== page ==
Finding A Workplace That Does Not Suck Series Concept #1: Team building

I was sitting at the nurse station on my unit when my boss walked by after interviewing a potential addition to our quirky team. All of us introduced ourselves and sent good wishes toward their

Source: Work Families: Where Nursing Shines

Finding A Workplace That Does Not Suck Series Concept #1: Team building

This article resonated with me. Actually, it got me thinking.  I would agree that work families are emotionally possible, but they have to be cultivated….and can be shaped by the people that are on the team. People can be outgoing, shy, intellectual, snarky, sarcastic, etc.  Everyone brings something to the workplace table.  As long as there is good communication, the team will grow.  The subsequent trust and commitment will make the workplace enjoyable and meaningful.  That can make a great shift fun, and a difficult shift bearable.

However, the team needs to bond organically. It can’t be forced.  Perhaps stating the obvious, but years in a variety of jobs over the years tells me that it isn’t obvious to some….namely, employers.  Unfortunately, businesses and corporations want all of the benefits of the teamwork – but are not aware of/understand/nor care about creating the environment to support a team. No, it’s not boring meetings. No, it’s not getting low-budget bling (lanyards, water bottles, etc.) with corporate logos on them.  More often than not, bosses paraphrase the empty parental solution to siblings that aren’t getting along:

“I want you all to get along. I don’t care how you do it.”

That ranks up there with “don’t make me come back there” and “I will turn this car around and we will go STRAIGHT home!” These statements remind me of my  childhood memories of sitting in a large, light blue Ford station wagon barreling down a distant highway during the 1970s.  We learn, at an early age, the difference between a real and empty threat.  The surface truce with siblings could be masked in front of the parents, but the resentment over such trivial things as this-is-my-side-of-the-car-and-thats-your-side arguments did not fade as easily.  The same can be true of co-workers. One moment, they can be civil and stand-offish to outwardly hostile.  This is what is known as “drama.” It exists, to some extent, in all workplaces.  At high levels, the drama can be as stifling as someone seriously ripping a fart in the med room.  This spontaneous analogy being obvious.  You don’t want to be there, but you have to be.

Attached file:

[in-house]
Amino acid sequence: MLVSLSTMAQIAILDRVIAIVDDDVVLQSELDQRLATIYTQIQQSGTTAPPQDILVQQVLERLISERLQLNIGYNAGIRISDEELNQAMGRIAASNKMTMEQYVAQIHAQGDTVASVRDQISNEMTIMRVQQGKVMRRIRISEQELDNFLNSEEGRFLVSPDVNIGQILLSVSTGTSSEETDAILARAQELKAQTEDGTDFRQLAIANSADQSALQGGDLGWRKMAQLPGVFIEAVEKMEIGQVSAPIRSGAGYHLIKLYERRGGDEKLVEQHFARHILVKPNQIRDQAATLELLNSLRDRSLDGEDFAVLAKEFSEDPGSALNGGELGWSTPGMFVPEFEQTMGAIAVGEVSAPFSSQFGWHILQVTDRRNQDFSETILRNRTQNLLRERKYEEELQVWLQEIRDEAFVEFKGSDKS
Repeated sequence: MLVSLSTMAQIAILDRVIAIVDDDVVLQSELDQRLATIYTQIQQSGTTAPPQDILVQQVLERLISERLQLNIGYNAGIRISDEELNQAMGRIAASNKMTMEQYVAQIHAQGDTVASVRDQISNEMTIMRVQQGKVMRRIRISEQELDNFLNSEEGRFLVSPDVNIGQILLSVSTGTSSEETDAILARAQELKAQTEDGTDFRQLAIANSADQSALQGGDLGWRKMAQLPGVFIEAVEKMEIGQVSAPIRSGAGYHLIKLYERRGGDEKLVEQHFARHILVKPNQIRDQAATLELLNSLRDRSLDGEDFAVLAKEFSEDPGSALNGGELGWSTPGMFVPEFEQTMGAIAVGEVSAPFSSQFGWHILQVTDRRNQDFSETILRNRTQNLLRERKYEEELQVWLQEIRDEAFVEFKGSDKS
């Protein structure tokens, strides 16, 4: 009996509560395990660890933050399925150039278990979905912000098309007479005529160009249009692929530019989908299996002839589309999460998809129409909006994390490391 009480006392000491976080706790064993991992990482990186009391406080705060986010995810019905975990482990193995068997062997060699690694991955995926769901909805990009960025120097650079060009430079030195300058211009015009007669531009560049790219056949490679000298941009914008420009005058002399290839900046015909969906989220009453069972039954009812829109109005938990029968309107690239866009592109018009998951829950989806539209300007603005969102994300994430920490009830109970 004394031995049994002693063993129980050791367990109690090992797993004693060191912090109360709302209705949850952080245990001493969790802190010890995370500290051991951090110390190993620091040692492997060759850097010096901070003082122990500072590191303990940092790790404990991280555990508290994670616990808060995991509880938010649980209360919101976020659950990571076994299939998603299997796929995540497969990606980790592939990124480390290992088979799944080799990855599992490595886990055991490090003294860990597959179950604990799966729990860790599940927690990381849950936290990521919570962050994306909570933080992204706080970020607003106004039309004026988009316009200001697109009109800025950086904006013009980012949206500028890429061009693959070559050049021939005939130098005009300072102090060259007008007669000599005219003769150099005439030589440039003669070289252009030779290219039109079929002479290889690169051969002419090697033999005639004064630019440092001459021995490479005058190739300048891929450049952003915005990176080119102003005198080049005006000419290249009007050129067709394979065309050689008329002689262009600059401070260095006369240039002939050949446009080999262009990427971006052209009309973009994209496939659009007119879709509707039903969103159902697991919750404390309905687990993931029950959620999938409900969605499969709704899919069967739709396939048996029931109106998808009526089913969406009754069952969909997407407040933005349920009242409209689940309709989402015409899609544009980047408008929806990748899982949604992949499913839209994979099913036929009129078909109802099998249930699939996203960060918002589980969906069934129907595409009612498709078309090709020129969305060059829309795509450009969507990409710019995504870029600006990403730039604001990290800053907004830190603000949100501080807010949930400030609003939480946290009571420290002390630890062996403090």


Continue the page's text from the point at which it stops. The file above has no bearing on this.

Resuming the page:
The synergistic power of having a great team of people is incredible.  As a nurse (extending to any medical field, I suppose), it is even more important.  We face very intense moments that require us to focus, assess, and act on our training, skill sets, and emotional resources to keep our patients safe and healthy.  Research identifies the negative emotions as impeding our ability to provide safe care. When our managers and coworkers function as resources and support; we can maximize our care.  However, when the work environment leaves you feeling alone and overwhelmed; you don’t have enough emotional resources left to be the best nurse/worker you can be.

The bottom line: Regardless of the source of your motivation to work, if you don’t want to be there; it is likely time to move on and work somewhere else.

Study: Men Who Post Tons of Selfies Have Psychopathic Tendencies


I have already found it annoying that people who initiate conversation with me, then use their phones during that conversation, to be annoying.  I have also been somewhat creeped out by people who can’t seem to get enough of their own photos.  It’s like being your own paparazzi. You love yourself in a celebrity-like way, as well as tapping into the zeal of those who chase that celeb around.  Narcissism never had it so good.

Here is the Jezebel article that references the study

Top 10 Things That I Love About Nursing


10) Patient Education –  I have always wanted to be a teacher.  As it turns out, nursing includes quite a bit of that.  The good news is that the audience is only patients and/or their families, instead of 35 bored, distracted teenagers.

9) Patient Advocacy – There is something very empowering about being the voice of a patient, especially one that is not able to speak up for themselves.

8) Teamwork – There is something very synergistic about working with others, especially if there is a good sense of teamwork.  Coworkers go beyond being other people at work.  They become friends (or work family, at times) and everyone looks out for each other.  The support and encouragement from them can give you more energy to get through a rough shift, as well as make an smoother shift seem even better.  It is also empowering to be able to share insight and discuss how to manage new issues as they arise.  Unfortunately, not all employers provide and/or maintain this kind of environment. Sometimes, you have to work to find them.

7) Scrubs – Having spent decades in the corporate world, I can speak from experience that dress clothes and neckties suck.  Scrubs rock.

6) Improved Time Management Skills – The constant practice of assessing the situation, available resources, and knowing how long it takes to complete a task carries over into my personal life.  Juggling family demands, as well as academic and social demands seems easier, if that makes any sense.

5) Confidence – I am far from being an experienced or expert nurse, but I have faced down some fairly emergent situations that do provide some perspective on what it means to be in a crisis.

4) Doing Something Meaningful – Some people look to make a difference in the world. It is not a requirement, but when applicable, can add an extra layer of satisfaction.